upon by your verdict. It is not controverted in this case that the plaintiffs, White, Washer & King, in the month of June took to the Western Union Telegraph office, in Atchison, this dispatch for transmission to their agents at St. Louis, Missouri. It reads as follows; that is, the written part: '6-18-1879. To McGinnity, Adams & Sherry, St. Louis: Sell fifteen July wheat; sell rye fifty-two or more. ' When the dispatch was received by the parties to whom it was transmitted, in the place of fifteen it read fifty-- 'sell fifty July wheat.' This is an error or mistake it seems that had occurred in the transmission of this dispatch from some cause or other, and in its transmission from Atchison to the persons to whom it was addressed in St. Louis. That in pursuance of the dispatch which they received they made a contract according to its directions and sold in the name of White, Washer & King, to some parties in St. Louis, fifty thousand bushels of wheat instead of fifteen. It is claimed here, and I believe it is admitted, that this dispatch, construed by the terms and understood by men dealing in grain, 'fifteen' meant fifteen thousand July wheat. After the error was discovered, which was within a day or two, the plaintiffs in this case sought to relieve themselves from this contract, as it was not in accordance with what they intended to make; it was throwing a much larger burden and contract on them than they intended to enter into; and they had a conversation with the manager of the defendant company at Atchison, and stated the mistake and error, and the difficulty that it had got them into, and asked that the company should relieve them from it, and assume the responsibility and take the contract off their hands, or give some directions about it; that the company did not do so. Mr. Levin, agent of defendant at Atchison, states that he did not have authority to act in that matter; at any rate, defendant did not do so, and no action was taken on its part, and two days afterwards plaintiffs in this case made the best of terms they could to settle up with the other parties in St. Louis, and be relieved from the responsibility of this contract, and in doing so it appears they sustained a loss of something over $900. They sustained damage by reason of this error, by reason of the over amount of thirty-five thousand bushels, of nine hundred and forty some odd dollars. Now they bring this suit against the Western Union Telegraph Company to recover back these damages, alleging in their petition that the Western Union Telegraph Company, its agents, servants, and employes, were guilty of carelessness or negligence in transmitting this dispatch, and thus this mistake or error occurred, and from that arose the damages.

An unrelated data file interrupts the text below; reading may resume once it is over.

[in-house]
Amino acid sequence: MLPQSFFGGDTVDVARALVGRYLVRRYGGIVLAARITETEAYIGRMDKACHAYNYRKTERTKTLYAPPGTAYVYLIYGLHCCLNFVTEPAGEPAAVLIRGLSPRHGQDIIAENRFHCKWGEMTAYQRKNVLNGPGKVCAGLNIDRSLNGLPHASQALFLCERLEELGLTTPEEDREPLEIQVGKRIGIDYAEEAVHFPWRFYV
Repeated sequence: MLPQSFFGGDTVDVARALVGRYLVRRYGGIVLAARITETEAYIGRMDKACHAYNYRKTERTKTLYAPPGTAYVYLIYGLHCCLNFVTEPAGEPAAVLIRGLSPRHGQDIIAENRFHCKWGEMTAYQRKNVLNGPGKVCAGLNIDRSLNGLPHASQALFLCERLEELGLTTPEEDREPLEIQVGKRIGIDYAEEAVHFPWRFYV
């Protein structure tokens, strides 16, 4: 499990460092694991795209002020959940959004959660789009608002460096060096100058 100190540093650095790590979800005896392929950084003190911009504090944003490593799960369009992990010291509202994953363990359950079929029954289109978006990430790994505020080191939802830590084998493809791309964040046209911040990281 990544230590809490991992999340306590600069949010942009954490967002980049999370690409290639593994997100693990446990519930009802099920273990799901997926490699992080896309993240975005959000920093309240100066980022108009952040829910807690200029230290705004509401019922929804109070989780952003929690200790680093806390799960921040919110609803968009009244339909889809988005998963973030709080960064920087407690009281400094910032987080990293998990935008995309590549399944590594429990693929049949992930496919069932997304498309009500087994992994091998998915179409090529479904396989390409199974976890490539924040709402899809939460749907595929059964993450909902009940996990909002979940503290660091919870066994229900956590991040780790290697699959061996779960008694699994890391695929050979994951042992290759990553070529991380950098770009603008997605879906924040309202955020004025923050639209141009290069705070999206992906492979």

Page 713